Reporters go back and forth about the wisdom of using a tape recorder. I come down against, for several reasons. First, it’s a huge time-sink. You have to listen to, and transcribe, the tapes later, which takes three or four times longer than conducting the interview in the first place. You are required to tell the person you’re taping, which can make them nervous. Tapes can be evidence in a libel suit. You’re less likely to pay close attention to what’s being said if you know the tape is catching everything, which means you might be more apt to let a good question opportunity go by.
Much better, I think, to train yourself to type as fast as somebody can talk. Then conduct your interviews with laptop open. I’ve been doing this for years, and what I end up with is a virtual transcript of the conversation, right down to the people’s verbal tics, regionalisms, odd expressions, and the like. The best way to train yourself to type fast is to type all the time. Watching a movie? Type the dialogue. Talking to a friend over dinner? Type the dialogue. You don’t need a laptop open. Just move your fingers as though you’re typing. Fast typing may be the most useful skill I’ve developed as a reporter.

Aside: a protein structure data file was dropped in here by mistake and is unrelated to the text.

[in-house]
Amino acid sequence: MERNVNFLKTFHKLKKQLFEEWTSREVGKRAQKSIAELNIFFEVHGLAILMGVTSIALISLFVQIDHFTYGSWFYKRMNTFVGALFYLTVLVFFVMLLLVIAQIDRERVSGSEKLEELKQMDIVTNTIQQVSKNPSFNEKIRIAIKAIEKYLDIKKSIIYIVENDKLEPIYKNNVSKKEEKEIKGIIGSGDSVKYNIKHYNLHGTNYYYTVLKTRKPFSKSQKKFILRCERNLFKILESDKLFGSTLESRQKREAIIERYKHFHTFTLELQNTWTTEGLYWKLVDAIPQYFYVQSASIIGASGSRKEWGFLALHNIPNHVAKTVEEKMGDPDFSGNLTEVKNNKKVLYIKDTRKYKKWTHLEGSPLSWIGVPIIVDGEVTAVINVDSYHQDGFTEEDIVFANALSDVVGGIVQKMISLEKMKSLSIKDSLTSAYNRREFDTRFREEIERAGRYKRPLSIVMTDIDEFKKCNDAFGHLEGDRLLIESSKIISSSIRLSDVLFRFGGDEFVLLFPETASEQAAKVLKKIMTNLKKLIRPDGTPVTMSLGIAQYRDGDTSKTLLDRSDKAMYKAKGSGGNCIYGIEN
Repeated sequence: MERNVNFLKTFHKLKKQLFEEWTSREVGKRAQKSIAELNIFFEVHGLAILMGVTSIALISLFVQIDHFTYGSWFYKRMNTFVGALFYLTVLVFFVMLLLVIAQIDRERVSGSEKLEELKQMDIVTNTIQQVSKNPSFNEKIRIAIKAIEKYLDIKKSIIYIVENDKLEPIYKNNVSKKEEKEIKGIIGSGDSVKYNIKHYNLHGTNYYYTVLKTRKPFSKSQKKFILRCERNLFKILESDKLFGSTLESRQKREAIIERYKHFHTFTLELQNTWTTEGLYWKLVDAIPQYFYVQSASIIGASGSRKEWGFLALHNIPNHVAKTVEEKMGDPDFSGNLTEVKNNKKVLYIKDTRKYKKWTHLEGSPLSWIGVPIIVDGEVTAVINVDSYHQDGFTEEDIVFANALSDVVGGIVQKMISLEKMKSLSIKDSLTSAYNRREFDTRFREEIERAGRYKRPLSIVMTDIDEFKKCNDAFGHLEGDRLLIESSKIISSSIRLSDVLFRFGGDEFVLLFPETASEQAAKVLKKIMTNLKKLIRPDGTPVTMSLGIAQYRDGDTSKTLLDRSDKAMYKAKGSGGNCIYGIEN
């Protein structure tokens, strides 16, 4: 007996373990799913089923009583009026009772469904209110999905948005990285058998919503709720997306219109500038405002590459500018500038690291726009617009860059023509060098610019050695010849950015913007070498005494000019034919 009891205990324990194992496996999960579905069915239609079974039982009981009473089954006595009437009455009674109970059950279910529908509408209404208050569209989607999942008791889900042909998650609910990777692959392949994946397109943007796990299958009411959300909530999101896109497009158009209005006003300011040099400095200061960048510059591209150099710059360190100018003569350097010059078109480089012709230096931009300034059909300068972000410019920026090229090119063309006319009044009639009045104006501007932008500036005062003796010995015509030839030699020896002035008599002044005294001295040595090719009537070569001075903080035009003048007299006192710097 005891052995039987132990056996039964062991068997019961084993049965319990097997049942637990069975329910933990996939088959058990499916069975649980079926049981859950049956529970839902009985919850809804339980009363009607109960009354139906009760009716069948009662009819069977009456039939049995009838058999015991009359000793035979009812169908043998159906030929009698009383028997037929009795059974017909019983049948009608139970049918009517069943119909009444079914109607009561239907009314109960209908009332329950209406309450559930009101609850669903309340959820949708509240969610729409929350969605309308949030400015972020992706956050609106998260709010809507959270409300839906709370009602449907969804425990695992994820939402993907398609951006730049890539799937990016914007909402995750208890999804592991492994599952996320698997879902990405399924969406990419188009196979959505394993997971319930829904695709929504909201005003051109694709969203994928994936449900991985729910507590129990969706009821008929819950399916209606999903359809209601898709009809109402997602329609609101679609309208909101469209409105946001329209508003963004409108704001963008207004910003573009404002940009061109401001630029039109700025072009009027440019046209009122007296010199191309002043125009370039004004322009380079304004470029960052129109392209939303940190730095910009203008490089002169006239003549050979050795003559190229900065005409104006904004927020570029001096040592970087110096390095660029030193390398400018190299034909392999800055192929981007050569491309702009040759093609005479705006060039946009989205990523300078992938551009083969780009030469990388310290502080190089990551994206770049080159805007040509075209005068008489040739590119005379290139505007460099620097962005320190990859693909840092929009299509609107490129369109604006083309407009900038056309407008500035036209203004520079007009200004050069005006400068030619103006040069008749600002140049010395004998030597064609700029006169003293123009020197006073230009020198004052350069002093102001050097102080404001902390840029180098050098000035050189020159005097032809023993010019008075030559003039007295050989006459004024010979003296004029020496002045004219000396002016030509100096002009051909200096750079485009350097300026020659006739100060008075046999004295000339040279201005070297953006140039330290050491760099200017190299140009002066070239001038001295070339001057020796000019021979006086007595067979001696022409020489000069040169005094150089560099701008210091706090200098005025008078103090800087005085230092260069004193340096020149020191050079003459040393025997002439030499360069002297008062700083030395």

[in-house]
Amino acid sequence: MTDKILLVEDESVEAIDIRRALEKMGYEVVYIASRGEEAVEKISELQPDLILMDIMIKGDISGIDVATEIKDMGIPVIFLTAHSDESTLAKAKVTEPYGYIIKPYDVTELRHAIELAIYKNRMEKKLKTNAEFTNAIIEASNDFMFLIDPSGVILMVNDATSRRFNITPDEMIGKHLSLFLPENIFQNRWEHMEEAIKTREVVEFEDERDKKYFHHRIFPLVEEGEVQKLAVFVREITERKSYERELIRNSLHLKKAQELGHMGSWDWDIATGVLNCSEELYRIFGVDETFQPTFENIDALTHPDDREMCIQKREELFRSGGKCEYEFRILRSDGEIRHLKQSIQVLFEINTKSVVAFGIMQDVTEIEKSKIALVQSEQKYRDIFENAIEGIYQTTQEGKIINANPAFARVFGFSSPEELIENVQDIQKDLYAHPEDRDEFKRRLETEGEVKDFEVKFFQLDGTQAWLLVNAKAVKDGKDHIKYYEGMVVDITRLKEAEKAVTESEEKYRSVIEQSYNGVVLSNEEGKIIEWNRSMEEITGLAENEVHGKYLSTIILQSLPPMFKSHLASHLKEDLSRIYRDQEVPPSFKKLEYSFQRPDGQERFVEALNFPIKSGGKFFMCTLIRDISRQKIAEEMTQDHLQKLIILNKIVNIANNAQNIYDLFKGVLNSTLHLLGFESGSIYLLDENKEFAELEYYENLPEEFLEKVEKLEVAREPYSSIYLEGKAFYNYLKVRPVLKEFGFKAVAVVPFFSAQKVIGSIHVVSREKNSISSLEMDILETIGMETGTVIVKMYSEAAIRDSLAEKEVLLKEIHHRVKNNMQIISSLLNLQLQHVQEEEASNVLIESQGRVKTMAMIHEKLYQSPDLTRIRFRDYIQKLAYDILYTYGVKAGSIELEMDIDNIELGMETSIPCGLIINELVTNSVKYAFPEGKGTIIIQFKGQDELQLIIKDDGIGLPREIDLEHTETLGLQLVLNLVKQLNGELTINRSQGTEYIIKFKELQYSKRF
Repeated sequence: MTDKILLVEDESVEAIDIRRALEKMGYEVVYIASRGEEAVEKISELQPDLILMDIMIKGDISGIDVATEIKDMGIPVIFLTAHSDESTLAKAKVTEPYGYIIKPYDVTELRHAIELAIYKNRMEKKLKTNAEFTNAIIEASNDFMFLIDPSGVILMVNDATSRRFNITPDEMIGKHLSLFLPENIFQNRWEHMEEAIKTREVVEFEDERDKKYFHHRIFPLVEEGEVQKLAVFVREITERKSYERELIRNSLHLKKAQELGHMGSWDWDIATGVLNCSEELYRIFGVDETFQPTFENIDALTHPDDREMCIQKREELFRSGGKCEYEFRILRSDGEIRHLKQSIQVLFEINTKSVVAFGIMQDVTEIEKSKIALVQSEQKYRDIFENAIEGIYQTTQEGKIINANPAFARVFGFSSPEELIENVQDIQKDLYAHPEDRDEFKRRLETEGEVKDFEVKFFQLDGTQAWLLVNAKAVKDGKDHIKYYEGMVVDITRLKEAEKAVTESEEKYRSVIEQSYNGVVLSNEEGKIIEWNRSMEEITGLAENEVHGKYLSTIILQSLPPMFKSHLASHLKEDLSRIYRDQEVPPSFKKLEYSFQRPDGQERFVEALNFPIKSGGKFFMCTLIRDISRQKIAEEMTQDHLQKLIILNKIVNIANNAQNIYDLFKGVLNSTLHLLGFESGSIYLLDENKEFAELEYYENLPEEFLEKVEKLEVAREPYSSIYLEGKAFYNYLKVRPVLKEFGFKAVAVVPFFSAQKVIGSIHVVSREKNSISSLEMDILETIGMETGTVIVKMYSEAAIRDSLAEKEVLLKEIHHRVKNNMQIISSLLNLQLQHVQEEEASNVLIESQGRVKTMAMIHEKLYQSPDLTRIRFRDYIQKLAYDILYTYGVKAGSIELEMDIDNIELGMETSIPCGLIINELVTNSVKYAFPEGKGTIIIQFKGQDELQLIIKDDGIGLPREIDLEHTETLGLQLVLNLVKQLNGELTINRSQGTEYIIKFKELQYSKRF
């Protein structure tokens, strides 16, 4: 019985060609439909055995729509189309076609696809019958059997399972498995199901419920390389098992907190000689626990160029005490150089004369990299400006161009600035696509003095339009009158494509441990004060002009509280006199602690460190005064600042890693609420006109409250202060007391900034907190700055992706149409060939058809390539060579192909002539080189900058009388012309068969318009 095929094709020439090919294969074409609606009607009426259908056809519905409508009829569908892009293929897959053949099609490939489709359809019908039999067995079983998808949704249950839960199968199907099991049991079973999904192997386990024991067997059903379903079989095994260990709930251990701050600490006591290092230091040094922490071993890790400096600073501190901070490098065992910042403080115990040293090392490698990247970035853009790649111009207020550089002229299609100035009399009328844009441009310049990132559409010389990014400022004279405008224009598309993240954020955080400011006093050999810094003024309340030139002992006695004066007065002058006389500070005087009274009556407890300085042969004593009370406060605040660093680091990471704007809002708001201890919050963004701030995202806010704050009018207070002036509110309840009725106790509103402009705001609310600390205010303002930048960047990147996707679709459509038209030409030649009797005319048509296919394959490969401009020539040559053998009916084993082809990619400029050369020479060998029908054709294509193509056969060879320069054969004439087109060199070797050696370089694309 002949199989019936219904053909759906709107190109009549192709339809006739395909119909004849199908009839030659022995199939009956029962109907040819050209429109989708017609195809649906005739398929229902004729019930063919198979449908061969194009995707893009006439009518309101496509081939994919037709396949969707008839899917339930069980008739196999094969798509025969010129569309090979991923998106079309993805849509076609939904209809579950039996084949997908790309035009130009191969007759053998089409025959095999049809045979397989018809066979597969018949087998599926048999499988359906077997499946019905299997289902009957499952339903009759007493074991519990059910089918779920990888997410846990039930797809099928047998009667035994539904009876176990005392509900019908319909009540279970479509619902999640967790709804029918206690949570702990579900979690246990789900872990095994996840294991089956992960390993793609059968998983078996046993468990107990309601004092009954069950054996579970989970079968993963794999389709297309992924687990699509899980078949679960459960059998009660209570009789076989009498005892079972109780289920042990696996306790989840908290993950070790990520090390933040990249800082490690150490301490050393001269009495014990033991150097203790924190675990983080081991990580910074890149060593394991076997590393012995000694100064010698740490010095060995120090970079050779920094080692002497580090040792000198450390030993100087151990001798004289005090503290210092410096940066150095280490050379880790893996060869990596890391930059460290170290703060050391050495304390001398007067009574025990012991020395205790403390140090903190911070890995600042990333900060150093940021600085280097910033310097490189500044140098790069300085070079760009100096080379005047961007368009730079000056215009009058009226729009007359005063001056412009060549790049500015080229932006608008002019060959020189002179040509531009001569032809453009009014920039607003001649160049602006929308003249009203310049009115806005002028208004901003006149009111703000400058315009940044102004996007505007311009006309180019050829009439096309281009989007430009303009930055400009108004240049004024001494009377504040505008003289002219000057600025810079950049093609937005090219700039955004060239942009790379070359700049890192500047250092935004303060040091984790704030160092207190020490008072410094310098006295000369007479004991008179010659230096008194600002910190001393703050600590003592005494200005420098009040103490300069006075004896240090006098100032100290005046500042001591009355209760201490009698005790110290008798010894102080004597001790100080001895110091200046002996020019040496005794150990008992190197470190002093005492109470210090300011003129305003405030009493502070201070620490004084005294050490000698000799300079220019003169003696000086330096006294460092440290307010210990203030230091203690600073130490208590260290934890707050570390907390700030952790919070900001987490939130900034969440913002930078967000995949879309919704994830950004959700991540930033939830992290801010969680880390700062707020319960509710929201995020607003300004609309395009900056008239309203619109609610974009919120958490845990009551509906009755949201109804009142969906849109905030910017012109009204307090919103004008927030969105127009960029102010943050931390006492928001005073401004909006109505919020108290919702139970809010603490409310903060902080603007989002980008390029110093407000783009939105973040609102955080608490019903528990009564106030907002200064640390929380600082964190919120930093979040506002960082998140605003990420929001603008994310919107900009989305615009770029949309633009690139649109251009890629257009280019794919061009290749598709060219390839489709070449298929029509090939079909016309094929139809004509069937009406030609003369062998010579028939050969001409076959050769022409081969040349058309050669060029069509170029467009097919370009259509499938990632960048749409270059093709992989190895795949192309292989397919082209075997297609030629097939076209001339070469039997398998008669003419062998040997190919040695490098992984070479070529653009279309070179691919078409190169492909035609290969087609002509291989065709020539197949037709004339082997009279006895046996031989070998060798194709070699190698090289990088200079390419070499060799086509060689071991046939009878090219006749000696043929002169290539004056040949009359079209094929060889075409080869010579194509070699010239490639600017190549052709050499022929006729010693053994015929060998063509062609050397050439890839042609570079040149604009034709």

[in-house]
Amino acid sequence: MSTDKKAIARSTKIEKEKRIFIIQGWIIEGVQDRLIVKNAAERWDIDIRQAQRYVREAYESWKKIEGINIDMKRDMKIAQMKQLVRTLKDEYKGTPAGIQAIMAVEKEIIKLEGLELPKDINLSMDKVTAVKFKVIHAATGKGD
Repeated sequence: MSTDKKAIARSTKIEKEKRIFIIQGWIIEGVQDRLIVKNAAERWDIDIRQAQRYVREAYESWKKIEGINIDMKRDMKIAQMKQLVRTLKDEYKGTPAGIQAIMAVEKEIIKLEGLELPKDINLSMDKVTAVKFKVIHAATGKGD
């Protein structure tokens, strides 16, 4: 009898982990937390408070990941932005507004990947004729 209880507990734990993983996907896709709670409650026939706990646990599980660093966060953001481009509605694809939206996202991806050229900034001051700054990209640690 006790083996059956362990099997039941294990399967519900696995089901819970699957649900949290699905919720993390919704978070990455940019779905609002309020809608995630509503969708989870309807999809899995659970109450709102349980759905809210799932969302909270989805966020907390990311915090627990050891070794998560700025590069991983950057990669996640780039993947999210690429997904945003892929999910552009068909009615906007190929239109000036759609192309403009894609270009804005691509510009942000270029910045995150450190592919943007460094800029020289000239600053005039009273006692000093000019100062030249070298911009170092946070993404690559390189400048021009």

Some people wonder if having a laptop open makes people nervous, and less likely to give up the good stuff. No, for two reasons. First, laptops have been around a long time. People are used to them. Second, I always offer to email the person, that night, my notes. I say, “I’d rather you look the notes over now, and clear up any misconceptions or inaccuracies, so there are no problems later. Few people actually ask for the notes. Fewer, I’m sure, read them. But they are comforted by the offer. (In truth, it’s good when people read the notes and get back in touch to correct them. It really does clear up inaccuracies and misconceptions, and it gives me a follow-up interview.)
Sometimes, you can’t use a laptop — like if you’re walking around beside the source, or in the middle of a battlefield, or anyplace where the setting isn’t a formal sit-down. Then you have to use a notebook. But this is key: transcribe all your notes that night. And when you transcribe, don’t just move the words from the page to the laptop. Use the notes to write full paragraphs about what you saw and heard. This will often by your best writing, because the subject will be the freshest in your mind. I’ve frequently moved whole paragraphs from my transcribed notes straight into my stories.
I’ll say it again: transcribe your notes every day. If you get even a day behind, you’ll never catch up, and your memories won’t be fresh. The moment will be gone. This means spending hours in your hotel room every night working, instead of going out on the town. But that’s what it takes.